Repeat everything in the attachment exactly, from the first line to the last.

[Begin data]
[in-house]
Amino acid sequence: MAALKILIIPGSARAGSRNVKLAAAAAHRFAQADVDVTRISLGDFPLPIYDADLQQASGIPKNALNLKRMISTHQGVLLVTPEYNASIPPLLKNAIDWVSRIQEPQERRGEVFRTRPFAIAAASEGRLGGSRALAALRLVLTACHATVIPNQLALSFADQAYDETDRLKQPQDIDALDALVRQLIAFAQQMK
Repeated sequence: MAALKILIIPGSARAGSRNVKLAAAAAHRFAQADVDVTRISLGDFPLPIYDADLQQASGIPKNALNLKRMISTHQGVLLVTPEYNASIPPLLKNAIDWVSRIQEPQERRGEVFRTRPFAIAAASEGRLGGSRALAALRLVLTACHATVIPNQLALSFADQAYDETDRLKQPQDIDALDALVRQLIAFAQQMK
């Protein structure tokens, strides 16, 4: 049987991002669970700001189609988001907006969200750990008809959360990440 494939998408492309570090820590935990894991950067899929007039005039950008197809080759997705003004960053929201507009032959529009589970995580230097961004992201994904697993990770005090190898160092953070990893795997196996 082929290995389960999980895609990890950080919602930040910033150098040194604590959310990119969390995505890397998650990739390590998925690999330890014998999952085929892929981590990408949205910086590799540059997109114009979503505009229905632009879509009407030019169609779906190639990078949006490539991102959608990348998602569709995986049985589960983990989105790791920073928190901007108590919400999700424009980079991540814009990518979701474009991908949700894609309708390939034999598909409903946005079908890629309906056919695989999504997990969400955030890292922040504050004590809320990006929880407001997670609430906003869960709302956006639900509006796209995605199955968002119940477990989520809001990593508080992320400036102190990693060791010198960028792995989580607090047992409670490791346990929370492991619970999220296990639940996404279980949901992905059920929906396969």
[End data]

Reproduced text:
[in-house]
Amino acid sequence: MAALKILIIPGSARAGSRNVKLAAAAAHRFAQADVDVTRISLGDFPLPIYDADLQQASGIPKNALNLKRMISTHQGVLLVTPEYNASIPPLLKNAIDWVSRIQEPQERRGEVFRTRPFAIAAASEGRLGGSRALAALRLVLTACHATVIPNQLALSFADQAYDETDRLKQPQDIDALDALVRQLIAFAQQMK
Repeated sequence: MAALKILIIPGSARAGSRNVKLAAAAAHRFAQADVDVTRISLGDFPLPIYDADLQQASGIPKNALNLKRMISTHQGVLLVTPEYNASIPPLLKNAIDWVSRIQEPQERRGEVFRTRPFAIAAASEGRLGGSRALAALRLVLTACHATVIPNQLALSFADQAYDETDRLKQPQDIDALDALVRQLIAFAQQMK
């Protein structure tokens, strides 16, 4: 049987991002669970700001189609988001907006969200750990008809959360990440 494939998408492309570090820590935990894991950067899929007039005039950008197809080759997705003004960053929201507009032959529009589970995580230097961004992201994904697993990770005090190898160092953070990893795997196996 082929290995389960999980895609990890950080919602930040910033150098040194604590959310990119969390995505890397998650990739390590998925690999330890014998999952085929892929981590990408949205910086590799540059997109114009979503505009229905632009879509009407030019169609779906190639990078949006490539991102959608990348998602569709995986049985589960983990989105790791920073928190901007108590919400999700424009980079991540814009990518979701474009991908949700894609309708390939034999598909409903946005079908890629309906056919695989999504997990969400955030890292922040504050004590809320990006929880407001997670609430906003869960709302956006639900509006796209995605199955968002119940477990989520809001990593508080992320400036102190990693060791010198960028792995989580607090047992409670490791346990929370492991619970999220296990639940996404279980949901992905059920929906396969």